The Employee Retirement Income Security Act (ERISA), which governs, makes it illegal to “discharge, fine, suspend, expel or discriminate against any person because he was given information or has testified or is about to testify in any inquiry or proceeding” having to do with ERISA-covered benefits.
Recently, the 3rd Circuit Court of Appeals had a chance to declare that an informal internal complaint might be enough to protect an employee from retaliation. Fortunately for employers, it declined to do so.
Recent case: A.H. Cornell & Son hired Shirley Edwards as the company’s HR director. Her first task: setting up the company’s HR office from scratch. She worked there for about three years.
During her final weeks, she began complaining to the owners about what she thought were illegal acts under ERISA. For example, she claimed the company provided false Social Security numbers to enroll noncitizens inand discouraged other employees from signing up for health insurance by telling them premium costs would be higher than they actually were.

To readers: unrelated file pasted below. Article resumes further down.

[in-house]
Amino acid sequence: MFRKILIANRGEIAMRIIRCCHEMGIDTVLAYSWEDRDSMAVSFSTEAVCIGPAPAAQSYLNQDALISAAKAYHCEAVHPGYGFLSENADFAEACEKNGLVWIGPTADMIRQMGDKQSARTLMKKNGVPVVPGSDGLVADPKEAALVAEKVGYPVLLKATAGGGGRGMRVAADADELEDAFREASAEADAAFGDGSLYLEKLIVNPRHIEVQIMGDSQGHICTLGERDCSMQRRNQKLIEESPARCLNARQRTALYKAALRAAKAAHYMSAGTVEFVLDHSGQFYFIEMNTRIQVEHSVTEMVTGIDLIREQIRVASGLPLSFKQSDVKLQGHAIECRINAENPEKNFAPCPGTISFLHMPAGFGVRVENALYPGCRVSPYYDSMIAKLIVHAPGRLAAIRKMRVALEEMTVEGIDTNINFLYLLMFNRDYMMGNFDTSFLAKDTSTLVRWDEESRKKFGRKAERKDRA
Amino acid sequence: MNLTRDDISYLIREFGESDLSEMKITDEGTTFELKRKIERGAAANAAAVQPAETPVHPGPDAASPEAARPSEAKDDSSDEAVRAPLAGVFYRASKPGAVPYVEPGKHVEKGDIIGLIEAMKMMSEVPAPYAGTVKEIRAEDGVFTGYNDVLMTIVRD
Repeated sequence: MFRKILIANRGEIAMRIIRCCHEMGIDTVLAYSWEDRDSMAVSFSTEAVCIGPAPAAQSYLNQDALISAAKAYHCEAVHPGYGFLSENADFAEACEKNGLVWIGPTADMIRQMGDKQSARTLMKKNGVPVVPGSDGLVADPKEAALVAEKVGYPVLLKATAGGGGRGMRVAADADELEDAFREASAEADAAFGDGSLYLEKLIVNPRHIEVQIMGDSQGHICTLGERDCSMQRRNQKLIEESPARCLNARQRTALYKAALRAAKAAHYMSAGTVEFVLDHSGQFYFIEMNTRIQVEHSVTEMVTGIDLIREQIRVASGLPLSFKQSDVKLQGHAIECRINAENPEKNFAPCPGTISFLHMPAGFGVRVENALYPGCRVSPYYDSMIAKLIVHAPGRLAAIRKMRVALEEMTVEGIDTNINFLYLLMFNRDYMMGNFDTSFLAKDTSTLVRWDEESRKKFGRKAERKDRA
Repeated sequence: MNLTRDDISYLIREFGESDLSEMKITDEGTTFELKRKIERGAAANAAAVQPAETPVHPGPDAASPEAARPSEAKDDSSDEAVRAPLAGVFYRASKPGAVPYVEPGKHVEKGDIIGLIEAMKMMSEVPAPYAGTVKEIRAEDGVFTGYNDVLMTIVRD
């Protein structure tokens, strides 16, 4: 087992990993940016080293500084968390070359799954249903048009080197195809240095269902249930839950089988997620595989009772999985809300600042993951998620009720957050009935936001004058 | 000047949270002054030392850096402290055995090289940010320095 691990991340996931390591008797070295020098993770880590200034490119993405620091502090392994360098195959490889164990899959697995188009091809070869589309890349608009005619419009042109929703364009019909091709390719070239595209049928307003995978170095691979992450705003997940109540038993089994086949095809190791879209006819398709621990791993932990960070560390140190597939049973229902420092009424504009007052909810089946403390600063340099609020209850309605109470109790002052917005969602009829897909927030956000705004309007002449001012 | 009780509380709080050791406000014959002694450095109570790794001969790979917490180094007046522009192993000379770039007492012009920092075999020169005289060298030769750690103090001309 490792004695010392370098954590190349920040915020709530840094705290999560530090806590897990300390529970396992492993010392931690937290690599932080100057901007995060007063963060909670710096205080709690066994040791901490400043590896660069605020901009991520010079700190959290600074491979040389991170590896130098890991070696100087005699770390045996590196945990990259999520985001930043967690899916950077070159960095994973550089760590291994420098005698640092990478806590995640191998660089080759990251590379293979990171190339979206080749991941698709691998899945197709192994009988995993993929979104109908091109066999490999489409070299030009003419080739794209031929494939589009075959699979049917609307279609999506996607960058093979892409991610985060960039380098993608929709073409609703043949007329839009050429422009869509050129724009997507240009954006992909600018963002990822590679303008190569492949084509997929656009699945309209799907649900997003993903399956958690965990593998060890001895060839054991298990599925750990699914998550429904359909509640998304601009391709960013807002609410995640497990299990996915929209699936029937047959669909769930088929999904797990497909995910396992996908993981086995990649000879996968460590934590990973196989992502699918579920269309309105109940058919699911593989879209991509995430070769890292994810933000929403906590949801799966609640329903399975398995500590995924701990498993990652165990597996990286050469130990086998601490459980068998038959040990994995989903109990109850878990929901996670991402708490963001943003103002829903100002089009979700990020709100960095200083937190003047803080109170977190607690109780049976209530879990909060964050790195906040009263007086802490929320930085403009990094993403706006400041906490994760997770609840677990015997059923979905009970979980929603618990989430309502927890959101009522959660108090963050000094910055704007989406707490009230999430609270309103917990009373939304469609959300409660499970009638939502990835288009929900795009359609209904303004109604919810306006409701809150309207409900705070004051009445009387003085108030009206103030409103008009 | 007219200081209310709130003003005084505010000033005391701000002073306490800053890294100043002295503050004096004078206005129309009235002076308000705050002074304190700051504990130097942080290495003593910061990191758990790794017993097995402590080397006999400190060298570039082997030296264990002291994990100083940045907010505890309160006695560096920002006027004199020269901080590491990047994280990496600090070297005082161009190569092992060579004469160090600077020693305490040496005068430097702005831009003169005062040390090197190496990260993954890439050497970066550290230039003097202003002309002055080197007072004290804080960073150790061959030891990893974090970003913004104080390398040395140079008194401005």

Shortly after Edwards complained, the company owner fired her. She sued, alleging ERISA retaliation.
After noting that federal courts have split on the question of whether internal complaints like Edwards’ are protected, the 3rd Circuit concluded they are not. The court said the law’s language suggests internal complaints aren’t covered—just participation in external investigations and the like. It dismissed Edwards’ case. (Edwards v. A.H. Cornell, et al., No. 09-3198, 3rd Cir., 2010)
Final note: Since the federal appeals courts can’t agree on this issue, and since the DOL disagrees with the 3rd Circuit’s interpretation, this case may go to the Supreme Court.
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